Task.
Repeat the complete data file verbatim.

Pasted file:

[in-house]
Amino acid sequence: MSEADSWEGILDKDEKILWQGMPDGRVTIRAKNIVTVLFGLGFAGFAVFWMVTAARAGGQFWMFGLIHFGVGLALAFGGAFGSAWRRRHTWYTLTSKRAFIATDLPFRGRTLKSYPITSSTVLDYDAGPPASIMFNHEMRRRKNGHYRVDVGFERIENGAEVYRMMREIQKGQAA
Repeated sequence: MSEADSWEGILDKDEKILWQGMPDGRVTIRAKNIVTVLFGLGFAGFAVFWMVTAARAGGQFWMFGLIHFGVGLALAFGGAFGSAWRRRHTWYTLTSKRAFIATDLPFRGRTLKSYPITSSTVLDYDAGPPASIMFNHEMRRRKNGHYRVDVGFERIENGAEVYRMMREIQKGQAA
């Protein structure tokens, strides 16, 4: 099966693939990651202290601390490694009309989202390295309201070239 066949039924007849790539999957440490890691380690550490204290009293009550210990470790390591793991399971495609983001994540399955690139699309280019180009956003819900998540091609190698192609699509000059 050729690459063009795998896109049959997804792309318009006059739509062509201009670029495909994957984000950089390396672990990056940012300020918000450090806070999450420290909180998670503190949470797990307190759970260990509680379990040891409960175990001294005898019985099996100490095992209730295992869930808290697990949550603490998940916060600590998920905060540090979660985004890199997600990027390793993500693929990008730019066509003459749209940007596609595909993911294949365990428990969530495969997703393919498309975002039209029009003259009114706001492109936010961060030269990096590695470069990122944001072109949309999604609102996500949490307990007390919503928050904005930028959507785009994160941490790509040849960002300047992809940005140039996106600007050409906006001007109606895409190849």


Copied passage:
[in-house]
Amino acid sequence: MSEADSWEGILDKDEKILWQGMPDGRVTIRAKNIVTVLFGLGFAGFAVFWMVTAARAGGQFWMFGLIHFGVGLALAFGGAFGSAWRRRHTWYTLTSKRAFIATDLPFRGRTLKSYPITSSTVLDYDAGPPASIMFNHEMRRRKNGHYRVDVGFERIENGAEVYRMMREIQKGQAA
Repeated sequence: MSEADSWEGILDKDEKILWQGMPDGRVTIRAKNIVTVLFGLGFAGFAVFWMVTAARAGGQFWMFGLIHFGVGLALAFGGAFGSAWRRRHTWYTLTSKRAFIATDLPFRGRTLKSYPITSSTVLDYDAGPPASIMFNHEMRRRKNGHYRVDVGFERIENGAEVYRMMREIQKGQAA
């Protein structure tokens, strides 16, 4: 099966693939990651202290601390490694009309989202390295309201070239 066949039924007849790539999957440490890691380690550490204290009293009550210990470790390591793991399971495609983001994540399955690139699309280019180009956003819900998540091609190698192609699509000059 050729690459063009795998896109049959997804792309318009006059739509062509201009670029495909994957984000950089390396672990990056940012300020918000450090806070999450420290909180998670503190949470797990307190759970260990509680379990040891409960175990001294005898019985099996100490095992209730295992869930808290697990949550603490998940916060600590998920905060540090979660985004890199997600990027390793993500693929990008730019066509003459749209940007596609595909993911294949365990428990969530495969997703393919498309975002039209029009003259009114706001492109936010961060030269990096590695470069990122944001072109949309999604609102996500949490307990007390919503928050904005930028959507785009994160941490790509040849960002300047992809940005140039996106600007050409906006001007109606895409190849």